Have you ever tasted horchata — the sweet Mexican rice milk made with cinnamon? It’s one of my family’s favorite drinks. Because I live in Texas, horchata seems to be everywhere.
It’s sold in convenience stores right alongside lemonade, sold in the Mexican taquerias and panaderias that pop up in neighborhood strip malls, and served up at family barbecues. Yet despite it being so ever present, I recently discovered that not many of my Texan friends or family had ever tried horchata, let alone made it.
Unfortunately, almost all horchata recipes call for a lot of refined, white sugar. Some convenience store varieties are even made from mixes full of high fructose corn syrup. Naturally, I wanted better than that for my family, so I created this horchata recipe using 100% real food.
This horchata recipe yields one gallon.
- 3 C. uncooked white rice
- 3 qts. filtered water (where to buy water purifiers)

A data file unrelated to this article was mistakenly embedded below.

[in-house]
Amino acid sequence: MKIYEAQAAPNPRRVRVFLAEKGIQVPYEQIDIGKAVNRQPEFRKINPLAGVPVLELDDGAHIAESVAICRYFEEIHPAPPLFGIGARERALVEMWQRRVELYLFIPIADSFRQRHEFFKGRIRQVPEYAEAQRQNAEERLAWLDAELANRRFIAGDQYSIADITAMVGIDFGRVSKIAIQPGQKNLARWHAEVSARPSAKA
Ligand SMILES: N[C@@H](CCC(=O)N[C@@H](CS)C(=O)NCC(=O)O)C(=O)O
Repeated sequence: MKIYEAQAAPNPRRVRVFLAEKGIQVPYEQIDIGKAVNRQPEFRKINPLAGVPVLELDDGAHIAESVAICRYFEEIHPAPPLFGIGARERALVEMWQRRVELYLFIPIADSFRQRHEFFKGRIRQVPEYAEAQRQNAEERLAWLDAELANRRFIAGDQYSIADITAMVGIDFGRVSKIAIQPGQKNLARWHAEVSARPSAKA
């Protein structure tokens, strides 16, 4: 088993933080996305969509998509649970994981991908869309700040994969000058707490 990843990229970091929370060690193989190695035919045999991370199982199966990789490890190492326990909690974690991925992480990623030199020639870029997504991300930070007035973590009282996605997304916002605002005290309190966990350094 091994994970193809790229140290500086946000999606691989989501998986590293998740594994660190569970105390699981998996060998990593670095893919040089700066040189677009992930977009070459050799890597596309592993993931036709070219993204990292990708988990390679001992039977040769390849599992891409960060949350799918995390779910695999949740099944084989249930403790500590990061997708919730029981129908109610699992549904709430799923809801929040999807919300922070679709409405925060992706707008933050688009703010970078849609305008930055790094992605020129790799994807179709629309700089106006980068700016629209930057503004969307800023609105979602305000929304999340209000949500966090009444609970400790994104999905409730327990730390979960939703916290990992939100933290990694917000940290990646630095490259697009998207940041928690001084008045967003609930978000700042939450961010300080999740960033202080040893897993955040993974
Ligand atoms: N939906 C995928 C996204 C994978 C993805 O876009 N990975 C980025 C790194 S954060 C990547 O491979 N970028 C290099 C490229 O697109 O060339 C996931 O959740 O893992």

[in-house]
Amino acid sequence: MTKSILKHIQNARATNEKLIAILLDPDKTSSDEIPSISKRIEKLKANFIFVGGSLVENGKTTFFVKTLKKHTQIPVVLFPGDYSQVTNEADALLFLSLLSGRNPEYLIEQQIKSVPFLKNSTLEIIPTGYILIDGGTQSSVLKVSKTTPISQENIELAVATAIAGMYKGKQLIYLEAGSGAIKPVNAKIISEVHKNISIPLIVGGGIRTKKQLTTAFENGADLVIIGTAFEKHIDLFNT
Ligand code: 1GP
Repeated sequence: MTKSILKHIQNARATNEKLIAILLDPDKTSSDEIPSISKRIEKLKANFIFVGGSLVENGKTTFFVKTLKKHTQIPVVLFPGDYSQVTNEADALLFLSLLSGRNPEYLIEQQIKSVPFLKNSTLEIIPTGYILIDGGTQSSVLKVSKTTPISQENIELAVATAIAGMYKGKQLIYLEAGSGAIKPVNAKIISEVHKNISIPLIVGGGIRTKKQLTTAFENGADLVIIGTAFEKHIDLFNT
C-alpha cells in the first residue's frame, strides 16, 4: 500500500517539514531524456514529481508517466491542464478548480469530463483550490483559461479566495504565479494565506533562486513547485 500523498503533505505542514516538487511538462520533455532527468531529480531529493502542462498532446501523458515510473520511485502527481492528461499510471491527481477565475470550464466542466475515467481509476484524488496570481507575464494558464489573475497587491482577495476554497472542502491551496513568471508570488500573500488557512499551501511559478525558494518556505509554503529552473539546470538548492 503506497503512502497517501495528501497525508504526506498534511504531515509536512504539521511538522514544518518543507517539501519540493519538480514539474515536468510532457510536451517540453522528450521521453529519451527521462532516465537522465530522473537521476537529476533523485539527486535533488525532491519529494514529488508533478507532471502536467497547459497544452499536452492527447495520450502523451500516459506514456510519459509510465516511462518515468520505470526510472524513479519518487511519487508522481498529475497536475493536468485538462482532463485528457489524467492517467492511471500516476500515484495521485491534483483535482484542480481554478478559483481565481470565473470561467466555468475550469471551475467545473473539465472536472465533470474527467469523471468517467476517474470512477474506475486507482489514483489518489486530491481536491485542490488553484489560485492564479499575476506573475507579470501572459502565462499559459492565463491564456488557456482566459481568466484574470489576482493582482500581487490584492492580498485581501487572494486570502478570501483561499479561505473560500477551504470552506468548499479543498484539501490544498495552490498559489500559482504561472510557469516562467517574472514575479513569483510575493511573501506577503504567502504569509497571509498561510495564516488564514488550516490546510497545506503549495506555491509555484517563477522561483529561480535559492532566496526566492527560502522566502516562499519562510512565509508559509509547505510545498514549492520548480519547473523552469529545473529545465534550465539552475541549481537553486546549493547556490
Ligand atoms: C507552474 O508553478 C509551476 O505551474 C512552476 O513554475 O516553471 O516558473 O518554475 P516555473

- 4 sticks of cinnamon (where to buy organic, non-irradiated cinnamon)
- 2 star anise pods (where to buy organic, non-irradiated star anise)
- 5 cloves (where to buy organic, non-irradiated cloves)
- 3 C. whole raw milk or coconut milk (where to buy coconut milk)
- 4 tsp. vanilla extract (make sure it’s real vanilla)
- 1 C. honey (where to find raw honey)
1. Pour about half the water and all the rice into a blender, being sure not to overfill your carafe. Blend for one minute.
2. Pour this blended rice water into a gallon-sized pitcher or glass jar. Add the remaining water, cinnamon sticks, anise, and cloves and let stand at room temperature overnight, covered. (You could feasibly let it sit for as little as three hours, but the flavor won’t be nearly as awesome!)
3. Strain the rice water into the serving vessel. I use this double fine mesh strainer with a wooden handle, which you can pick up for about $7.
4. Stir in the remaining ingredients. If you’re going for authenticity, try it with the whole milk. If you need to be dairy-free, opt for the coconut milk. Be sure to stir until the honey is well dissolved.
5. Before serving, let it chill in the fridge. Horchata is traditionally served over ice in the summer; in the very least it’s always refrigerated. That said, my family takes heretical glee in enjoying horchata served warm in the winter.
Try it both ways, and let me know what you think!
(photo by justinwkern)
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